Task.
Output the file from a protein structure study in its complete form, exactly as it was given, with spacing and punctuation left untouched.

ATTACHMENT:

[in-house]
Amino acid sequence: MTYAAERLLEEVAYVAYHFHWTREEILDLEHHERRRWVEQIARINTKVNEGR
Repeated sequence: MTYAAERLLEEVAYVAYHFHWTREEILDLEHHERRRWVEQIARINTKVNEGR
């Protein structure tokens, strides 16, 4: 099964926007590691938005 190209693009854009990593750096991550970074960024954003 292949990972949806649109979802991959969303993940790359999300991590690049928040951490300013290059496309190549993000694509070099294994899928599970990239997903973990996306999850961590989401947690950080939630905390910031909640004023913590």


[in-house]
Amino acid sequence: MTYAAERLLEEVAYVAYHFHWTREEILDLEHHERRRWVEQIARINTKVNEGR
Repeated sequence: MTYAAERLLEEVAYVAYHFHWTREEILDLEHHERRRWVEQIARINTKVNEGR
């Protein structure tokens, strides 16, 4: 099964926007590691938005 190209693009854009990593750096991550970074960024954003 292949990972949806649109979802991959969303993940790359999300991590690049928040951490300013290059496309190549993000694509070099294994899928599970990239997903973990996306999850961590989401947690950080939630905390910031909640004023913590």